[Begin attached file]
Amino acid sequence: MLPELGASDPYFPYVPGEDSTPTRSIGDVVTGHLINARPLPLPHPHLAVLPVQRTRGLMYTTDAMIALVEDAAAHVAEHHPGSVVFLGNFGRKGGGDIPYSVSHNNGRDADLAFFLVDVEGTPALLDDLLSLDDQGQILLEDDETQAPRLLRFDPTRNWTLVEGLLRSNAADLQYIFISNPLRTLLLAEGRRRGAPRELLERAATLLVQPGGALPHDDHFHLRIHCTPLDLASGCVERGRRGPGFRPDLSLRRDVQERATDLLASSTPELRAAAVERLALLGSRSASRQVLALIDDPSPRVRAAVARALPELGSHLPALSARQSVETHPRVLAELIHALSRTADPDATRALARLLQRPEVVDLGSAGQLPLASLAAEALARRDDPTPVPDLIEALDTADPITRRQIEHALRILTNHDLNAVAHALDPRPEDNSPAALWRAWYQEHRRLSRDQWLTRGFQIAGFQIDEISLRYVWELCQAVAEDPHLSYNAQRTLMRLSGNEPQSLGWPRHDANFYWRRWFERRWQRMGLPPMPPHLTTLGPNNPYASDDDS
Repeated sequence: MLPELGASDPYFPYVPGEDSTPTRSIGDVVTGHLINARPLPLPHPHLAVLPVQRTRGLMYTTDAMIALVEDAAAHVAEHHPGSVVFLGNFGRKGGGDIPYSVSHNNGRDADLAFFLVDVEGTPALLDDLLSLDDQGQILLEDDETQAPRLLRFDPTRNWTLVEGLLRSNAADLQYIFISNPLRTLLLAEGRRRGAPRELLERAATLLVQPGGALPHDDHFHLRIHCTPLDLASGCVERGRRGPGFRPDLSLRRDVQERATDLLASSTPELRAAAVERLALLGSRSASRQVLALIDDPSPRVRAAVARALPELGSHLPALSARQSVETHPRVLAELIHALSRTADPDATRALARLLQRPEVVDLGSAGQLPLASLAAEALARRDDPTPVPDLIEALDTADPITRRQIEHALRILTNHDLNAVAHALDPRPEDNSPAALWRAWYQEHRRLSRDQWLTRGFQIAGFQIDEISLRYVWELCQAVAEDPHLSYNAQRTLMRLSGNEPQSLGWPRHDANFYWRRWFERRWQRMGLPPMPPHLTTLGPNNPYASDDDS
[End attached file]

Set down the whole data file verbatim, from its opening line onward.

Amino acid sequence: MLPELGASDPYFPYVPGEDSTPTRSIGDVVTGHLINARPLPLPHPHLAVLPVQRTRGLMYTTDAMIALVEDAAAHVAEHHPGSVVFLGNFGRKGGGDIPYSVSHNNGRDADLAFFLVDVEGTPALLDDLLSLDDQGQILLEDDETQAPRLLRFDPTRNWTLVEGLLRSNAADLQYIFISNPLRTLLLAEGRRRGAPRELLERAATLLVQPGGALPHDDHFHLRIHCTPLDLASGCVERGRRGPGFRPDLSLRRDVQERATDLLASSTPELRAAAVERLALLGSRSASRQVLALIDDPSPRVRAAVARALPELGSHLPALSARQSVETHPRVLAELIHALSRTADPDATRALARLLQRPEVVDLGSAGQLPLASLAAEALARRDDPTPVPDLIEALDTADPITRRQIEHALRILTNHDLNAVAHALDPRPEDNSPAALWRAWYQEHRRLSRDQWLTRGFQIAGFQIDEISLRYVWELCQAVAEDPHLSYNAQRTLMRLSGNEPQSLGWPRHDANFYWRRWFERRWQRMGLPPMPPHLTTLGPNNPYASDDDS
Repeated sequence: MLPELGASDPYFPYVPGEDSTPTRSIGDVVTGHLINARPLPLPHPHLAVLPVQRTRGLMYTTDAMIALVEDAAAHVAEHHPGSVVFLGNFGRKGGGDIPYSVSHNNGRDADLAFFLVDVEGTPALLDDLLSLDDQGQILLEDDETQAPRLLRFDPTRNWTLVEGLLRSNAADLQYIFISNPLRTLLLAEGRRRGAPRELLERAATLLVQPGGALPHDDHFHLRIHCTPLDLASGCVERGRRGPGFRPDLSLRRDVQERATDLLASSTPELRAAAVERLALLGSRSASRQVLALIDDPSPRVRAAVARALPELGSHLPALSARQSVETHPRVLAELIHALSRTADPDATRALARLLQRPEVVDLGSAGQLPLASLAAEALARRDDPTPVPDLIEALDTADPITRRQIEHALRILTNHDLNAVAHALDPRPEDNSPAALWRAWYQEHRRLSRDQWLTRGFQIAGFQIDEISLRYVWELCQAVAEDPHLSYNAQRTLMRLSGNEPQSLGWPRHDANFYWRRWFERRWQRMGLPPMPPHLTTLGPNNPYASDDDS